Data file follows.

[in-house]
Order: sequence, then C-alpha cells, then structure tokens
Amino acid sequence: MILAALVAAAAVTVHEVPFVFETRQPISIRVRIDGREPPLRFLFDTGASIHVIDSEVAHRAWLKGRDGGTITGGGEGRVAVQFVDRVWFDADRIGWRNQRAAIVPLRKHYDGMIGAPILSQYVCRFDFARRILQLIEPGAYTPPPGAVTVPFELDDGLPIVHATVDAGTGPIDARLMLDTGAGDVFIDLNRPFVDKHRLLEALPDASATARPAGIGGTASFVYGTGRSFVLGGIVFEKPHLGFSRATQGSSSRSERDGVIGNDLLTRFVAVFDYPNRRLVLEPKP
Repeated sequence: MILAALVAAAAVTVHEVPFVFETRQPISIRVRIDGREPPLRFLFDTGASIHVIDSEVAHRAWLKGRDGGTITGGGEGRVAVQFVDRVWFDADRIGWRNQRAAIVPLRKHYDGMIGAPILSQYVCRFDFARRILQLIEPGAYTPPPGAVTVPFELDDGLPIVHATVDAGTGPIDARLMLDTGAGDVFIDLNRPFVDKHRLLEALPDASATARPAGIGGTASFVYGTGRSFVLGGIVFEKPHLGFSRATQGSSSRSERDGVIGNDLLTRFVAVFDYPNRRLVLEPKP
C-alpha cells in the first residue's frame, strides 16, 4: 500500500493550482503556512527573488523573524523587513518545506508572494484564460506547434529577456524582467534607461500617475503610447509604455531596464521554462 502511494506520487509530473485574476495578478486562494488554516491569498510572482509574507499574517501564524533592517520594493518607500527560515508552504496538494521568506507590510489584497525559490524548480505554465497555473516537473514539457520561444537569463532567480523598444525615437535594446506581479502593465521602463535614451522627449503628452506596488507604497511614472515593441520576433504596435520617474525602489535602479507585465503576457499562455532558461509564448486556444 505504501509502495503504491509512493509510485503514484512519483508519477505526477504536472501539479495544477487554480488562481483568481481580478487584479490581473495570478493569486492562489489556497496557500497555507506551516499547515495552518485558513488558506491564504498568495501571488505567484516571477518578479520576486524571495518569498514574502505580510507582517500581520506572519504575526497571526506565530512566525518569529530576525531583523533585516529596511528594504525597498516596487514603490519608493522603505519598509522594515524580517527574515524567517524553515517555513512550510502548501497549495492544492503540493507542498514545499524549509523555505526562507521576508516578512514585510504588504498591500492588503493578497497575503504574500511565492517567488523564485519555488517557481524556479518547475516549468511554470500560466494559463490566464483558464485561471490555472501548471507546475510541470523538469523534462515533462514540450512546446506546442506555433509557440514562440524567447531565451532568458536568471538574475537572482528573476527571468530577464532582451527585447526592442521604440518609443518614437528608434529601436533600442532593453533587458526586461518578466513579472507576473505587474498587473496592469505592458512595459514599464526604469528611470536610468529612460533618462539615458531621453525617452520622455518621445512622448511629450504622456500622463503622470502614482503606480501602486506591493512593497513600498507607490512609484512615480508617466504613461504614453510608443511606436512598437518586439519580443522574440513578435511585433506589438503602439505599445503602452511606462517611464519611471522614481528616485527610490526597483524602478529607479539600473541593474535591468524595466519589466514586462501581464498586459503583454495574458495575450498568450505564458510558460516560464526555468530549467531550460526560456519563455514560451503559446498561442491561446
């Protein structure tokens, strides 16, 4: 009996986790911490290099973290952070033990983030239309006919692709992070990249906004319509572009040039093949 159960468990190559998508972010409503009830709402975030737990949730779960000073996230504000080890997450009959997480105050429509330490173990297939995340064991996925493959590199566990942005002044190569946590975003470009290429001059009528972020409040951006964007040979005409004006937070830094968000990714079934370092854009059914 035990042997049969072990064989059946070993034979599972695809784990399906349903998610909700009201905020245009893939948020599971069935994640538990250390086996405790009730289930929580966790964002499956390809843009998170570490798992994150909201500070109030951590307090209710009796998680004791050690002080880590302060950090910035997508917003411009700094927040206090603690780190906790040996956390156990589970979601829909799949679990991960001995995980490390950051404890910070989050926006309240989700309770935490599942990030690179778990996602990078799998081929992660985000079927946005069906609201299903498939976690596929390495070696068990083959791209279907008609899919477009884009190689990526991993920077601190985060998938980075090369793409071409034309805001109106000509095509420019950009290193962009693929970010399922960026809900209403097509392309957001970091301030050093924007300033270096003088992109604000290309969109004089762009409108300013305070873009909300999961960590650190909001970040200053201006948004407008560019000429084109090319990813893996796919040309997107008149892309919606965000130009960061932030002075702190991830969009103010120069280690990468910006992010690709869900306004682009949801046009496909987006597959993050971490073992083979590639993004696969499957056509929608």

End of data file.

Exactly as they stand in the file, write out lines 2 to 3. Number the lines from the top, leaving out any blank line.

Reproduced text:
Order: sequence, then C-alpha cells, then structure tokens
Amino acid sequence: MILAALVAAAAVTVHEVPFVFETRQPISIRVRIDGREPPLRFLFDTGASIHVIDSEVAHRAWLKGRDGGTITGGGEGRVAVQFVDRVWFDADRIGWRNQRAAIVPLRKHYDGMIGAPILSQYVCRFDFARRILQLIEPGAYTPPPGAVTVPFELDDGLPIVHATVDAGTGPIDARLMLDTGAGDVFIDLNRPFVDKHRLLEALPDASATARPAGIGGTASFVYGTGRSFVLGGIVFEKPHLGFSRATQGSSSRSERDGVIGNDLLTRFVAVFDYPNRRLVLEPKP